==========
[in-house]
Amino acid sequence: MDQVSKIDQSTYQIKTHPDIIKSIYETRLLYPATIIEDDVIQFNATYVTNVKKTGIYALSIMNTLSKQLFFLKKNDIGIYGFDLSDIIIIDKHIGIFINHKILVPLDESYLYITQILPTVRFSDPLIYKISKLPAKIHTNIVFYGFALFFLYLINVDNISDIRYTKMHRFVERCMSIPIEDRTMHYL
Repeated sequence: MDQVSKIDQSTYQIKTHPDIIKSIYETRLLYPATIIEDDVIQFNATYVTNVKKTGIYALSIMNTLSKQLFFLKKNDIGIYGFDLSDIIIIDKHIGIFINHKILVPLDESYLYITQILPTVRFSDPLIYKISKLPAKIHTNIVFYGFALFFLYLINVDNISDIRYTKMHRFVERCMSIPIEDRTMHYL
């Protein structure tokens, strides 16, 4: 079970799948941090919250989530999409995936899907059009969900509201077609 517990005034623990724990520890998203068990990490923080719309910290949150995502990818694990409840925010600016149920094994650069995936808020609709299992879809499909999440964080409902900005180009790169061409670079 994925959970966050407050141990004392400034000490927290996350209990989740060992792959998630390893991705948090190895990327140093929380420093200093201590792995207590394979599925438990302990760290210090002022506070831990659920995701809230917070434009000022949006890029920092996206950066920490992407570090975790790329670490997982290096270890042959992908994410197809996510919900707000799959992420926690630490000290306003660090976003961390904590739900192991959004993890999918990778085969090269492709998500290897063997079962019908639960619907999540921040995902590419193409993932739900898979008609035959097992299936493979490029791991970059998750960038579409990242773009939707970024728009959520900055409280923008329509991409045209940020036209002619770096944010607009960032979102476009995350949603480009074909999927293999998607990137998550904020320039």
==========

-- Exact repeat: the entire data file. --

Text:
[in-house]
Amino acid sequence: MDQVSKIDQSTYQIKTHPDIIKSIYETRLLYPATIIEDDVIQFNATYVTNVKKTGIYALSIMNTLSKQLFFLKKNDIGIYGFDLSDIIIIDKHIGIFINHKILVPLDESYLYITQILPTVRFSDPLIYKISKLPAKIHTNIVFYGFALFFLYLINVDNISDIRYTKMHRFVERCMSIPIEDRTMHYL
Repeated sequence: MDQVSKIDQSTYQIKTHPDIIKSIYETRLLYPATIIEDDVIQFNATYVTNVKKTGIYALSIMNTLSKQLFFLKKNDIGIYGFDLSDIIIIDKHIGIFINHKILVPLDESYLYITQILPTVRFSDPLIYKISKLPAKIHTNIVFYGFALFFLYLINVDNISDIRYTKMHRFVERCMSIPIEDRTMHYL
């Protein structure tokens, strides 16, 4: 079970799948941090919250989530999409995936899907059009969900509201077609 517990005034623990724990520890998203068990990490923080719309910290949150995502990818694990409840925010600016149920094994650069995936808020609709299992879809499909999440964080409902900005180009790169061409670079 994925959970966050407050141990004392400034000490927290996350209990989740060992792959998630390893991705948090190895990327140093929380420093200093201590792995207590394979599925438990302990760290210090002022506070831990659920995701809230917070434009000022949006890029920092996206950066920490992407570090975790790329670490997982290096270890042959992908994410197809996510919900707000799959992420926690630490000290306003660090976003961390904590739900192991959004993890999918990778085969090269492709998500290897063997079962019908639960619907999540921040995902590419193409993932739900898979008609035959097992299936493979490029791991970059998750960038579409990242773009939707970024728009959520900055409280923008329509991409045209940020036209002619770096944010607009960032979102476009995350949603480009074909999927293999998607990137998550904020320039």